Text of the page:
Nice Greek girls are expected to do three things," explains Nia Vardalos early in her enormously successful semi-autobiographical film My Big Fat Greek Wedding. "Marry Greek boys, make Greek babies and feed everyone, until the day we die." Small wonder then that Toula Portokalos (Vardalos) -- in her thirties and dressed in various hues of the dung spectrum -- is considered well past her prime by her traditional Greek-American family. But while they see her as helping out in the family restaurant indefinitely, she has other ideas. In the first 20 minutes of the film, she goes back to school, experiences a magical transformation and meets up with Ian (John Corbett), the cute guy she used to ogle back in her ugly duckling days as a seating hostess.
The problem, of course, is that Ian isn't Greek. Which is what rescues My Big Fat Greek Wedding from being your basic Cinderella clich & eacute;. It's less about Toula's transformation than it is about family (how it shapes us, sustains us and/or holds us back) and love (how we're afraid to be different, to reveal ourselves or to trust that someone can see it all and come back for more).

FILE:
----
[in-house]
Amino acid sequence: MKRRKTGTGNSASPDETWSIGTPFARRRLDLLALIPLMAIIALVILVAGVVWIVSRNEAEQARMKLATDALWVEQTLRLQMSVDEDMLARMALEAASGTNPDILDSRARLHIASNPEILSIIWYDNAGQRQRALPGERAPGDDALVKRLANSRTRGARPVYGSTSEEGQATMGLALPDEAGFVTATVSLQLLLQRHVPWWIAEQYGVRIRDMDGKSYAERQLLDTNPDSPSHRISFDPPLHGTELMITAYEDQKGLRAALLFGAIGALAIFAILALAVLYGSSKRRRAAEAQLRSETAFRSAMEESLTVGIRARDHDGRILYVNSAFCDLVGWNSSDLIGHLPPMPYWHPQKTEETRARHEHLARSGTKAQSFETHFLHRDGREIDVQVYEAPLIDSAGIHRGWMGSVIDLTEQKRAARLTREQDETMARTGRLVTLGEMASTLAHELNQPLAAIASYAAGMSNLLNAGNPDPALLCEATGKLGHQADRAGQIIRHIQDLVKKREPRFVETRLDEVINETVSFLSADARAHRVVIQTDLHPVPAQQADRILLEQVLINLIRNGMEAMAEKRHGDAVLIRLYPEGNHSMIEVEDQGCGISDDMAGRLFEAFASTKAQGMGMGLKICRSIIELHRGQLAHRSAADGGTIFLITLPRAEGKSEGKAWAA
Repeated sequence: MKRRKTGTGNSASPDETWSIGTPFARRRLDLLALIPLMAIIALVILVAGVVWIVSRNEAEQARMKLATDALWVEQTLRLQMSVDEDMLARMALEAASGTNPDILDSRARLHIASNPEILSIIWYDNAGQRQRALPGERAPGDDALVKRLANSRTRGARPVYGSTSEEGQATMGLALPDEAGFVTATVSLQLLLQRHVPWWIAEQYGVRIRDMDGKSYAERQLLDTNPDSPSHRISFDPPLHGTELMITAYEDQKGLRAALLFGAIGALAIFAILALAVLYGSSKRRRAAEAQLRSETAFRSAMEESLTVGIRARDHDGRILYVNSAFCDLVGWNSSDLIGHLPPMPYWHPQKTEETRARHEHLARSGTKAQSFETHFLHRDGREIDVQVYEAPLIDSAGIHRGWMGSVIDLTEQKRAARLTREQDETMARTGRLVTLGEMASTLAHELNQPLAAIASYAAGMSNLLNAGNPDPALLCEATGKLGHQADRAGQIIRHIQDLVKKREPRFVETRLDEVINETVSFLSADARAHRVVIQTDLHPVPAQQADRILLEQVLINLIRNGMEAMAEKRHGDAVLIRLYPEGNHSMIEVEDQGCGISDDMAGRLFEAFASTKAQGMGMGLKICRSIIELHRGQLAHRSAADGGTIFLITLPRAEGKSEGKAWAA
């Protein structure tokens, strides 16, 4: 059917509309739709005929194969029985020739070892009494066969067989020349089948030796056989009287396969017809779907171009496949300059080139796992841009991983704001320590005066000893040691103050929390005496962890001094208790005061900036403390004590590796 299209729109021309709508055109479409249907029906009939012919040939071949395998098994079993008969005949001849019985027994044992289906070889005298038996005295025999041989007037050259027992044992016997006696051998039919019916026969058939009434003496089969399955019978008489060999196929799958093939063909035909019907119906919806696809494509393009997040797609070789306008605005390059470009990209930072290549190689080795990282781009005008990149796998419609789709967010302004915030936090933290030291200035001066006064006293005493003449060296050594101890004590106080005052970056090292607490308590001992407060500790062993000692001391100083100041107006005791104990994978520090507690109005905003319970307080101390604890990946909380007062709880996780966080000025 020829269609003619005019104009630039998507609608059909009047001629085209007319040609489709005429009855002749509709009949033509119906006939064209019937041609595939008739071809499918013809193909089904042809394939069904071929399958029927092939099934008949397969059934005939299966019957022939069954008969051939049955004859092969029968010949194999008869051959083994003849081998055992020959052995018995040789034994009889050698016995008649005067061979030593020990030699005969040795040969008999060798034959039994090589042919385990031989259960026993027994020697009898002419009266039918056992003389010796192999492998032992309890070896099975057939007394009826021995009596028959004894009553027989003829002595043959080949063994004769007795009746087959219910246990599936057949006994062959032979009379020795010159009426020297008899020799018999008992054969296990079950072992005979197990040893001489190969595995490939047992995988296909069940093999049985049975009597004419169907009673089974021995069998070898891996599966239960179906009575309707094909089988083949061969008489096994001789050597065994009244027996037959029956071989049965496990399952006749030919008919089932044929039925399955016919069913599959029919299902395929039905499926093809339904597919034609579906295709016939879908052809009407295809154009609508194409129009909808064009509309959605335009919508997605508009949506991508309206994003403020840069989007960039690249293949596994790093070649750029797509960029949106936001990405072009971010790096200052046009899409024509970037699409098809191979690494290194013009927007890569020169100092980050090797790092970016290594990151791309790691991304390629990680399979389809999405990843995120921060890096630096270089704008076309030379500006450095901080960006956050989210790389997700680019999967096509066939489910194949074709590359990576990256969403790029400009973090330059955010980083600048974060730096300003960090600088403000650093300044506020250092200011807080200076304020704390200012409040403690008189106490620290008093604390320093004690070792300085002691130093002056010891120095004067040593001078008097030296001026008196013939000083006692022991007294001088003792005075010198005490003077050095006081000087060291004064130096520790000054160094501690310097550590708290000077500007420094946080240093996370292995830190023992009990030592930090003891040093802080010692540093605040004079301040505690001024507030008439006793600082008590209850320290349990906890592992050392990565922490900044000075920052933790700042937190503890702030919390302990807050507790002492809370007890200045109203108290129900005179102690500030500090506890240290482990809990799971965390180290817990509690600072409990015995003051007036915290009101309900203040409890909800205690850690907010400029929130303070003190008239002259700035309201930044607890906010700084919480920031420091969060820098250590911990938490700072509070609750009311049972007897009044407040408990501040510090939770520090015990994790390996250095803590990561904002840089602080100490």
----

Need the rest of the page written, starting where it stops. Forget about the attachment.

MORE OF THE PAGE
That there is little in the way of actual conflict or suspense -- after all, anyone who can read the title knows how the movie will end -- is more than made up for by the script and the performances. Vardalos and Corbett display some convincing chemistry as the not-so-young lovers, even if Corbett's character is a little too sweet to be completely believable. Lainie Kazan and Andrea Martin -- as Toula's mother and aunt, respectively -- are hilarious to watch even when they don't have any lines, and Michael Constantine is especially touching as Toula's fearful, Windex-loving father.
Unfortunately, the DVD version seems to suffer from the fact that everyone involved with the movie (with the exception of Corbett) is putting all of their energies into the upcoming TV series, My Big Fat Greek Life. There are no deleted scenes, no costume or set design extras (I was kind of hoping to see where they got the Portokalos family's orange living room lamp) or much in the way of Easter eggs. Still, if you liked the movie, the DVD is definitely worth having for the witty, affectionate commentary by Vardalos, Corbett and director Joel Zwick.
All the farms I remember from growing up in North Idaho and Eastern Washington were not what you'd call stylish. In fact, what I do remember are blocky sofas covered in that ubiquitous mauve upholstery, copper Jell-O molds lining the kitche